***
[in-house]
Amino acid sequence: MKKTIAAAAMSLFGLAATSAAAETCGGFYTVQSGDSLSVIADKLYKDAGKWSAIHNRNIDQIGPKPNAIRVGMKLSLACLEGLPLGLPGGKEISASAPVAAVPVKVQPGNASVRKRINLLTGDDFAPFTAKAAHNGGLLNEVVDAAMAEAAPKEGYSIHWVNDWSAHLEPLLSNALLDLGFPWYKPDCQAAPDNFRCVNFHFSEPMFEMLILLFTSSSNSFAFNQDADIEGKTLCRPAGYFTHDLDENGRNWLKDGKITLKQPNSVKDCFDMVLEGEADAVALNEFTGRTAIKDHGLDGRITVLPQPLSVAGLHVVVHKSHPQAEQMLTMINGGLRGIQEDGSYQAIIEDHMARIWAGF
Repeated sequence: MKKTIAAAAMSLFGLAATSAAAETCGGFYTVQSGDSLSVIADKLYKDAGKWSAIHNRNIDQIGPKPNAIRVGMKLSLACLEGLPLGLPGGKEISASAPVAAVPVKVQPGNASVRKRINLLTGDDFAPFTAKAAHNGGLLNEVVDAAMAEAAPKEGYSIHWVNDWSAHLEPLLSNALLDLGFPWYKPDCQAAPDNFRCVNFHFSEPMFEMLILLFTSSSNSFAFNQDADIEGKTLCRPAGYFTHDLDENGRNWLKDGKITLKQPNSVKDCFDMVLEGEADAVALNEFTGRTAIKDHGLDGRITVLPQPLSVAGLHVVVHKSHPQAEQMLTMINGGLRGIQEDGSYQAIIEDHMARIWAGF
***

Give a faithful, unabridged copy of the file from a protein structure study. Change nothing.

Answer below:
[in-house]
Amino acid sequence: MKKTIAAAAMSLFGLAATSAAAETCGGFYTVQSGDSLSVIADKLYKDAGKWSAIHNRNIDQIGPKPNAIRVGMKLSLACLEGLPLGLPGGKEISASAPVAAVPVKVQPGNASVRKRINLLTGDDFAPFTAKAAHNGGLLNEVVDAAMAEAAPKEGYSIHWVNDWSAHLEPLLSNALLDLGFPWYKPDCQAAPDNFRCVNFHFSEPMFEMLILLFTSSSNSFAFNQDADIEGKTLCRPAGYFTHDLDENGRNWLKDGKITLKQPNSVKDCFDMVLEGEADAVALNEFTGRTAIKDHGLDGRITVLPQPLSVAGLHVVVHKSHPQAEQMLTMINGGLRGIQEDGSYQAIIEDHMARIWAGF
Repeated sequence: MKKTIAAAAMSLFGLAATSAAAETCGGFYTVQSGDSLSVIADKLYKDAGKWSAIHNRNIDQIGPKPNAIRVGMKLSLACLEGLPLGLPGGKEISASAPVAAVPVKVQPGNASVRKRINLLTGDDFAPFTAKAAHNGGLLNEVVDAAMAEAAPKEGYSIHWVNDWSAHLEPLLSNALLDLGFPWYKPDCQAAPDNFRCVNFHFSEPMFEMLILLFTSSSNSFAFNQDADIEGKTLCRPAGYFTHDLDENGRNWLKDGKITLKQPNSVKDCFDMVLEGEADAVALNEFTGRTAIKDHGLDGRITVLPQPLSVAGLHVVVHKSHPQAEQMLTMINGGLRGIQEDGSYQAIIEDHMARIWAGF